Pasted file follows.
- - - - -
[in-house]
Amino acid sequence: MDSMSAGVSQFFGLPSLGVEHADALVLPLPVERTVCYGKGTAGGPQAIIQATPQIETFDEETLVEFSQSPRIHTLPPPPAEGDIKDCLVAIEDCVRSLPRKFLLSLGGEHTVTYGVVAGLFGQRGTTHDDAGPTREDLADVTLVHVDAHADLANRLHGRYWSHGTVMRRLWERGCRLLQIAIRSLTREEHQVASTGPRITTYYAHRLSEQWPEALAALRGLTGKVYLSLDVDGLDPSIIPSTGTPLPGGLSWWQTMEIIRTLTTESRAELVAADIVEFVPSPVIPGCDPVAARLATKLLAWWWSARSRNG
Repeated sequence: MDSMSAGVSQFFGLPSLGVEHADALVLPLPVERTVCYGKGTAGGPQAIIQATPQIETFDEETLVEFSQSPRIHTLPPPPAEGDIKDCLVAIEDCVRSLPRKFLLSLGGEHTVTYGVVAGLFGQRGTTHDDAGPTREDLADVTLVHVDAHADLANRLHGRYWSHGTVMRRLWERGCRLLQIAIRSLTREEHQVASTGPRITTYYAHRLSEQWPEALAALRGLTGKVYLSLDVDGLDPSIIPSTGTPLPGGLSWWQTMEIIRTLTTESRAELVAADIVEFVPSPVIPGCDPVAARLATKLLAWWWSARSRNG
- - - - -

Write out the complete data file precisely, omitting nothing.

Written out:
[in-house]
Amino acid sequence: MDSMSAGVSQFFGLPSLGVEHADALVLPLPVERTVCYGKGTAGGPQAIIQATPQIETFDEETLVEFSQSPRIHTLPPPPAEGDIKDCLVAIEDCVRSLPRKFLLSLGGEHTVTYGVVAGLFGQRGTTHDDAGPTREDLADVTLVHVDAHADLANRLHGRYWSHGTVMRRLWERGCRLLQIAIRSLTREEHQVASTGPRITTYYAHRLSEQWPEALAALRGLTGKVYLSLDVDGLDPSIIPSTGTPLPGGLSWWQTMEIIRTLTTESRAELVAADIVEFVPSPVIPGCDPVAARLATKLLAWWWSARSRNG
Repeated sequence: MDSMSAGVSQFFGLPSLGVEHADALVLPLPVERTVCYGKGTAGGPQAIIQATPQIETFDEETLVEFSQSPRIHTLPPPPAEGDIKDCLVAIEDCVRSLPRKFLLSLGGEHTVTYGVVAGLFGQRGTTHDDAGPTREDLADVTLVHVDAHADLANRLHGRYWSHGTVMRRLWERGCRLLQIAIRSLTREEHQVASTGPRITTYYAHRLSEQWPEALAALRGLTGKVYLSLDVDGLDPSIIPSTGTPLPGGLSWWQTMEIIRTLTTESRAELVAADIVEFVPSPVIPGCDPVAARLATKLLAWWWSARSRNG